Human body and all its works laid out, as seen by Leonardo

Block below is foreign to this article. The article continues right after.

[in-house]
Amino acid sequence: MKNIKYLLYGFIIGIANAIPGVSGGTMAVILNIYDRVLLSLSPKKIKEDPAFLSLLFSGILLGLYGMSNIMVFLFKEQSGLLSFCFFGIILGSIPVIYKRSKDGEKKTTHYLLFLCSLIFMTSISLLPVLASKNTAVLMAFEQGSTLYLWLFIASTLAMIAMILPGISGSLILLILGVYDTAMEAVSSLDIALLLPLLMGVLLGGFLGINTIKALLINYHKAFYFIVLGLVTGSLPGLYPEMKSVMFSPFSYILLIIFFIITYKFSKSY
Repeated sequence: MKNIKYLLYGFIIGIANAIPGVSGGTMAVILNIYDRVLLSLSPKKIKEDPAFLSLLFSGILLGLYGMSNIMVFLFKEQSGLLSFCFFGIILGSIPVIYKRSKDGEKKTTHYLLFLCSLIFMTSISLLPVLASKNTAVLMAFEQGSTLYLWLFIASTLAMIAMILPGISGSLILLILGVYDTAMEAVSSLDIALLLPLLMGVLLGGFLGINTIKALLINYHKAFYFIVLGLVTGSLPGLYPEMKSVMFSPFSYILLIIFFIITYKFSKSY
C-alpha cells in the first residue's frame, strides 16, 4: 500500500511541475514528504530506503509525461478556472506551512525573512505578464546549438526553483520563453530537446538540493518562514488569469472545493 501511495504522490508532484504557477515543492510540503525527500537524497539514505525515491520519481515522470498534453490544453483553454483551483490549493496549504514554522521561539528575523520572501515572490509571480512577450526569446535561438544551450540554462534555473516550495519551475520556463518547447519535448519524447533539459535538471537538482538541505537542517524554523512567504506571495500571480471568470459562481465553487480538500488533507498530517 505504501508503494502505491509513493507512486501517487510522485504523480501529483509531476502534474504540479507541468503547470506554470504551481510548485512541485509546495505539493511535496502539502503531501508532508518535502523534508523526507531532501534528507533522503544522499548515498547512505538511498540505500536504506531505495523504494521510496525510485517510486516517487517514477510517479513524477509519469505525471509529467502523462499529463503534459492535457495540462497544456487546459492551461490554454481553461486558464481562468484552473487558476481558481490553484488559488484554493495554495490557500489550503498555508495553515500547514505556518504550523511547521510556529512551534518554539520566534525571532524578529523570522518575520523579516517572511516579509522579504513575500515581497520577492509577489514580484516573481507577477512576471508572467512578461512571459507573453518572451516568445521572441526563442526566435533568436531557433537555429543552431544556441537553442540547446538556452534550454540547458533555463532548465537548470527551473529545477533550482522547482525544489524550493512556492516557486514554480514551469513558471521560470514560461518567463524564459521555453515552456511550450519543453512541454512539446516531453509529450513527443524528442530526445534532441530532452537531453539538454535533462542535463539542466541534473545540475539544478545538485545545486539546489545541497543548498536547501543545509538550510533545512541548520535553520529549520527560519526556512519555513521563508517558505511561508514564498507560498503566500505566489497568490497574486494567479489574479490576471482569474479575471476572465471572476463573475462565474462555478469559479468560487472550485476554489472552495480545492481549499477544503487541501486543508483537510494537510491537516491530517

Of all Renaissance artists, it was perhaps Leonardo da Vinci who helped overturn the notion of the painter as a craftsman and accord him the role of a creative individual and the status of Homo liber. He thereby helped raise the fine arts to the high level of the the liberal arts: arithmetic, music, geometry, astronomy, grammar, logic and rhetoric. Although artists and humanists before him had been recognized as intellectuals, it was Leonardo’s diverse interests and his experimentation with the sciences and engineering that made the strongest connections between the world of art and science. This connection is revealed in «Leonardo e lo Sport,» an exhibition organized by Athens Municipality together with the region of Tuscany and the Italian Embassy in Athens. The exhibition helps put across the creative genius of Leonardo, his talent as a draughtsman and his imagination as an inventor of strange apparatuses and machines. Mostly based on reproductions of his drawings and constructions of the machines he designed – the famous Flying Machine that is based on the flight of Icarus is an example – the exhibition also addresses the interest that Leonardo seems to have taken in sports. This interest is revealed through studies and drawings that Leonardo made of the human body, its anatomy and movement. The study of the human body, which was actually at the core of Leonardo’s work, is also the exhibition’s unifying theme. A series of drawings show successive bodily movements during the playing of ball games and sports that resemble fencing or archery. The reconstructions of Leonardo’s imaginary machines, which take up another large part of the exhibition (most of them from the Museo Ideale Leonardo da Vinci in Florence), are based on the artist’s writings; they include a rotating hydraulic device, a device to enable walking on water, a conically shaped parachute, a wooden odometer (a device for measuring distance), a «perspectivegraph» (a device that resembles the modern camera), a device for transmitting sound between two faraway points, and an imaginary musical instrument which looks like the head of a horned animal. The exhibition also covers the post-Renaissance period and reaches up to the late Baroque. It presents several drawings, watercolors and engravings that hint at sports as a subject for art and the role that they played in the social life of the Tuscany region. Apparently, artists were often commissioned to design athletes’ costumes and orchestrate the spectacles that took place both before and after the games. Evidence of artists’ involvement in sports events come from two early 17th century watercolors by Baccio del Bianco from the first half of the 17th century. The watercolors depict the costumes worn by athletes in a game that looks like a version of the football of the time. There are also engravings that show architecturally designed parades that took place at central squares before the athletic contests and were attended by the nobility. A variety of images provide the viewer with a general understanding of sports as a contemporary activity in Renaissance and post-Renaissance Tuscany. However, it does not specify the exact role that sports played nor does it make clear which were the games played at the time. The exhibition’s strongest message concerns the central role that Renaissance humanism accorded to the human body, its anatomy and motion. Leonardo’s drawing of «Vitruvian Man» (the famous image of a human figure inscribed within a square and circle), which suggests the use of the human body as a standard of measurement, is probably the most representative work of that idea. It is included in the exhibition, among other, rare images from the Renaissance. At the Melina Mercouri Cultural Center (66 Irakleidon & Thessalonikis, Thiseion, 210.345.2150) through September 28.